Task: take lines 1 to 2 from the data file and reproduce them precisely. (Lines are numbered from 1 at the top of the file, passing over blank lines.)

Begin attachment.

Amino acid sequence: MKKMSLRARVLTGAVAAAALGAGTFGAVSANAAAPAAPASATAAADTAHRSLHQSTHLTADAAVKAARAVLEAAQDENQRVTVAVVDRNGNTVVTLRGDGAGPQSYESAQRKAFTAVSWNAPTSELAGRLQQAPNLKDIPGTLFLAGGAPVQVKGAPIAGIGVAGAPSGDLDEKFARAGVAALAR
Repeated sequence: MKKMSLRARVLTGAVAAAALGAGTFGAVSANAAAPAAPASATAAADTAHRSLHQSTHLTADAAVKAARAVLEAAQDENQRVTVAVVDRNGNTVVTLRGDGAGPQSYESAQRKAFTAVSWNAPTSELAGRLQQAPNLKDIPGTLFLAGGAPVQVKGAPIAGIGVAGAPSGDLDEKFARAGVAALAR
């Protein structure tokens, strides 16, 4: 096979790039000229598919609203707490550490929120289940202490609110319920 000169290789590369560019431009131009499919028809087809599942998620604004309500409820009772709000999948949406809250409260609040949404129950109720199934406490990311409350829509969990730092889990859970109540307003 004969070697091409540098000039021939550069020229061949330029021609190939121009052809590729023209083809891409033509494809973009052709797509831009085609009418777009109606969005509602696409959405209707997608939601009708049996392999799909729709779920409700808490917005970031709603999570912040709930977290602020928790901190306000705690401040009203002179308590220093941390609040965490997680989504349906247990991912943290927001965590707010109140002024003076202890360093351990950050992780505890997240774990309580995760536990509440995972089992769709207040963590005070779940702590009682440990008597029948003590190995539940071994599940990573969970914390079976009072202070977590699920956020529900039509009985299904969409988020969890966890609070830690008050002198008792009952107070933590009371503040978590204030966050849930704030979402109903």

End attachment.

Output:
Amino acid sequence: MKKMSLRARVLTGAVAAAALGAGTFGAVSANAAAPAAPASATAAADTAHRSLHQSTHLTADAAVKAARAVLEAAQDENQRVTVAVVDRNGNTVVTLRGDGAGPQSYESAQRKAFTAVSWNAPTSELAGRLQQAPNLKDIPGTLFLAGGAPVQVKGAPIAGIGVAGAPSGDLDEKFARAGVAALAR
Repeated sequence: MKKMSLRARVLTGAVAAAALGAGTFGAVSANAAAPAAPASATAAADTAHRSLHQSTHLTADAAVKAARAVLEAAQDENQRVTVAVVDRNGNTVVTLRGDGAGPQSYESAQRKAFTAVSWNAPTSELAGRLQQAPNLKDIPGTLFLAGGAPVQVKGAPIAGIGVAGAPSGDLDEKFARAGVAALAR